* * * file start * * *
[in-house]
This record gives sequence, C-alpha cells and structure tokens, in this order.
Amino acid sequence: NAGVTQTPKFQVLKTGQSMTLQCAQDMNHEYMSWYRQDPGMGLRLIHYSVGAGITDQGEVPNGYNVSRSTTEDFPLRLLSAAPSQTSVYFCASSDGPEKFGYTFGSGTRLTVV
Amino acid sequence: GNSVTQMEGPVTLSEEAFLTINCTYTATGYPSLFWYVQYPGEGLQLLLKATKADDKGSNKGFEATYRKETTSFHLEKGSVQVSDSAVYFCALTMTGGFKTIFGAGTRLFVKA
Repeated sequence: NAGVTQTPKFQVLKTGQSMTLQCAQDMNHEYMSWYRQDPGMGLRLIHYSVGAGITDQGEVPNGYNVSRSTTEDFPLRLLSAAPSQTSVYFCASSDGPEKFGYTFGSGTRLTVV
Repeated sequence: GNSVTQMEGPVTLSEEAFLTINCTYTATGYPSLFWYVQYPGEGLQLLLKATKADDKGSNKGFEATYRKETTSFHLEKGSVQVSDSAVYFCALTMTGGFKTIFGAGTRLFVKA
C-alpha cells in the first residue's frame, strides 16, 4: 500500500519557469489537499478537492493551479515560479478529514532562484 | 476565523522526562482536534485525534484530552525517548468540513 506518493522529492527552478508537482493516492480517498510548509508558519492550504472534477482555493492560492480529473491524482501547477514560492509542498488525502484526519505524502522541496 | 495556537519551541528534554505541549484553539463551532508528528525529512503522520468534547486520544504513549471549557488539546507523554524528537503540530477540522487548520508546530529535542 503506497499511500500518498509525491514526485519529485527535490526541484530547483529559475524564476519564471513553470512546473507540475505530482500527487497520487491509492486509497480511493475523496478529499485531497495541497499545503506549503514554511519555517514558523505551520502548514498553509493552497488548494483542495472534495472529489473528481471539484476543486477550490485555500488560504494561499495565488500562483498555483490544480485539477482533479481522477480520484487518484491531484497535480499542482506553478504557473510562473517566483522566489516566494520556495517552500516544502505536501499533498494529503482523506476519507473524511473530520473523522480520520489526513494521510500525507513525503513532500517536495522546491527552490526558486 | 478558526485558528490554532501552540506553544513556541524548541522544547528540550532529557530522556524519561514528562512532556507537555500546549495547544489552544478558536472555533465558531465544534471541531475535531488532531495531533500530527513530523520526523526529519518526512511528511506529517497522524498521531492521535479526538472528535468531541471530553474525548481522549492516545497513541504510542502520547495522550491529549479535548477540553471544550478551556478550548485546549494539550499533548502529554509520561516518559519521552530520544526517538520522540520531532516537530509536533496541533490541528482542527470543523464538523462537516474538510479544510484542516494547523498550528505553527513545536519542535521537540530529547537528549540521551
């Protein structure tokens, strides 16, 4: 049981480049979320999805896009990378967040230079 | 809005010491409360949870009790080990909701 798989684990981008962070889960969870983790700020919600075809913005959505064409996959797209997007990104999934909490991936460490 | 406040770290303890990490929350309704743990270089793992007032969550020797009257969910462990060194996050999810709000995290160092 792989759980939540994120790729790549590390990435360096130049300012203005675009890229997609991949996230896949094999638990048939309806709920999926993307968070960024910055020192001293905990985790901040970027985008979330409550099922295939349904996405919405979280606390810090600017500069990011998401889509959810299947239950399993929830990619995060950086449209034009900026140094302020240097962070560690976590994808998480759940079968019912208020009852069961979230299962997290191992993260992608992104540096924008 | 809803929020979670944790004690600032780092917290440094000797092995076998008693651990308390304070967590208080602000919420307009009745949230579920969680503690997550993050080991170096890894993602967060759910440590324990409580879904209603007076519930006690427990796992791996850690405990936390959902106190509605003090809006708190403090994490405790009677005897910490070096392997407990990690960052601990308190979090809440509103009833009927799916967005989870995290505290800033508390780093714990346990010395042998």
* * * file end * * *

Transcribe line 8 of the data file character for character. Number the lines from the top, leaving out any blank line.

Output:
């Protein structure tokens, strides 16, 4: 049981480049979320999805896009990378967040230079 | 809005010491409360949870009790080990909701 798989684990981008962070889960969870983790700020919600075809913005959505064409996959797209997007990104999934909490991936460490 | 406040770290303890990490929350309704743990270089793992007032969550020797009257969910462990060194996050999810709000995290160092 792989759980939540994120790729790549590390990435360096130049300012203005675009890229997609991949996230896949094999638990048939309806709920999926993307968070960024910055020192001293905990985790901040970027985008979330409550099922295939349904996405919405979280606390810090600017500069990011998401889509959810299947239950399993929830990619995060950086449209034009900026140094302020240097962070560690976590994808998480759940079968019912208020009852069961979230299962997290191992993260992608992104540096924008 | 809803929020979670944790004690600032780092917290440094000797092995076998008693651990308390304070967590208080602000919420307009009745949230579920969680503690997550993050080991170096890894993602967060759910440590324990409580879904209603007076519930006690427990796992791996850690405990936390959902106190509605003090809006708190403090994490405790009677005897910490070096392997407990990690960052601990308190979090809440509103009833009927799916967005989870995290505290800033508390780093714990346990010395042998």